Now go off and send your manuscript to agents without concern! (And don’t mention copyright in your query. It’s unnecessary and the mark of an amateur.)

Follow Melissa on Twitter @MelissaLaurenE

Get to Know: Microsoft Word

I read lots of manuscripts. Dozens. Hundreds. Possibly even in the thousands by now. And I’d venture to say they are all in Microsoft Word. However, not everyone has a handle on the ins-and-outs of this marvelous software. It’s been around for a long, long time now, so really, there’s no time like the present!

When I’m critiquing or sending notes, I use track changes. That’s not necessarily the norm. Many editors still prefer to edit with a pencil and actual paper. I’m firmly in the “whatever works for you” camp. But when I’m working with a manuscript, there are certain formatting things that are standard, and really easy to use and learn, and very frustrating when they are not in place. This isn’t going to be a tutorial, because YouTube is littered with them. It’s a heads up on what you can do to make your editor and agent and critique partner’s lives easier.

First up, page numbers. So many people insert these manually. That must take forever, especially when you get past page ten! But moreover, when I’m looking at your page, they may not fall the same way they do on your screen. If I change the font, or the size of the font, all of the page numbers are suddenly on the wrong pages, or in the middle of the page. This way is a thousand times easier, and stays consistent.

Headers and footers work basically the same way as page numbers.

PS (or mid-post script?): Pippin and loads of other agencies’ submissions policies ask that you copy and paste your ms into the body of an email. Don’t worry about page numbers and headers when you do that. They don’t matter until we request an actual document from you.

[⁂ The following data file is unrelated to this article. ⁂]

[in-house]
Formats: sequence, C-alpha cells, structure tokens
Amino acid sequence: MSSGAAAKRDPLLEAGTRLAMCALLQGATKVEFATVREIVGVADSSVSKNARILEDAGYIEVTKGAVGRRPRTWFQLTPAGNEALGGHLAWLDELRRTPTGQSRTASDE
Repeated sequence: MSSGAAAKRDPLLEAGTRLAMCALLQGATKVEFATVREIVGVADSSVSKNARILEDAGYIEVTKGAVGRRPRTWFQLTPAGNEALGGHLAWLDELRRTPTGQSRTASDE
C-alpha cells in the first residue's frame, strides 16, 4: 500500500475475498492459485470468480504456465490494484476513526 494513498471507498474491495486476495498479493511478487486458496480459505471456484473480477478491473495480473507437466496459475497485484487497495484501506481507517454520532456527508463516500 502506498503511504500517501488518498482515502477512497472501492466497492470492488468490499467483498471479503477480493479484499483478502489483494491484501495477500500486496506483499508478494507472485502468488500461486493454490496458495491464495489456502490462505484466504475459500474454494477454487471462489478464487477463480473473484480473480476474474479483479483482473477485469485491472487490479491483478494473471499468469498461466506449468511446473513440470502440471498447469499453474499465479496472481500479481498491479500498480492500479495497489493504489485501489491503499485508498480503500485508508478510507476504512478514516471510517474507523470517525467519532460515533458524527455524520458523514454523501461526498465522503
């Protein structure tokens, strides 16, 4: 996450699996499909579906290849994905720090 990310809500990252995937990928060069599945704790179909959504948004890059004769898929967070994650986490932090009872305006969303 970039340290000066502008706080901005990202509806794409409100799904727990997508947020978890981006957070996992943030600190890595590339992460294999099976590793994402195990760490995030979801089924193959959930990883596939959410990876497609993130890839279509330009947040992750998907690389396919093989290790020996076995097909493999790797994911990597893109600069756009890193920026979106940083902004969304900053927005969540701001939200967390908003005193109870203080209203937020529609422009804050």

I once edited a manuscript that was manually double-spaced. That was a formatting nightmare. Don’t do that, please. Try it this way.

If you’re interested in track changes, there are lots of tutorials for how it works. I recommend it, because why not know more things instead of fewer? Try this one.

And just a reminder, 12 point font is standard. I like Times New Roman or whatever is the Microsoft standard now (they’ve recently changed to Calibri and Cambria, both are good). Some people like Courier, for the record, I am not one of them. Please don’t get creative in your font choices. They are hard to read, unprofessional, and when I get a document in them, I change it immediately to something standard. And that often throws off your other formatting. (See above.)

You don’t need to be a pro with Microsoft, but if you want to be taken seriously as a writer, you should have a handle on the basics. It does so many things, and is quite easy to use. Now if I could just figure out how to make it do laundry.

It’s Shark Tank, Pitches

I once sat for a pitch during which an author arranged her self-pubbed book, a standing tri-fold marketing plan, related merch, and a sheet of sales points and irrelevant stats on the table in front of me. At minute nine of the ten-minute appointment, I interrupted her recitation: “You have a book, you have a tote bag, so what do you need me to do?” She said she wanted an investor who could help her market the book. I asked how many she’d sold on her own. She’d sold zero in ten months. Splat.

A well-defined pitch does not a successful product make.

I don’t only watch the Great British Bake Off. I also watch Shark Tank. It delights me to watch entrepreneurs, passionate about their ideas, hoping to find a partner to take their product to the next level. Every time a new person steps onto that rug and launches into their pitch, I think about queries.  (Of course, I’m the Shark in this scenario.)

Writers and queriers are generally very good at telling agents and editors what they have. Pitches are practiced and honed and sound pretty good. But without having a polished product and understanding the larger market, and where your product (book) fits into it, the pitch doesn’t do me much good. (Did you guys see the ST where the guy pitched the surgical Bluetooth implant? Great pitch, ridiculous product.)

Queries are for you to tell me what you’ve got, yes. It’s most easily digestible if I know you know there is a market for what you’re selling me. Your book is a product. If there are too many others like it, there’s little shelf space for another. If there is absolutely nothing like it, there might not be a market for it at all.

The people who get deals on Shark Tank are the ones who’ve done their due diligence. They’re not weekend inventors holding up a prototype made of toothpicks and peas. They don’t speak in hypotheticals. They’re not hobbyists. They know their market. They know their customer. They’ve made dozens of prototypes and tested and redesigned. (Is this analogy holding up?) And after all of that, they head in looking for investors.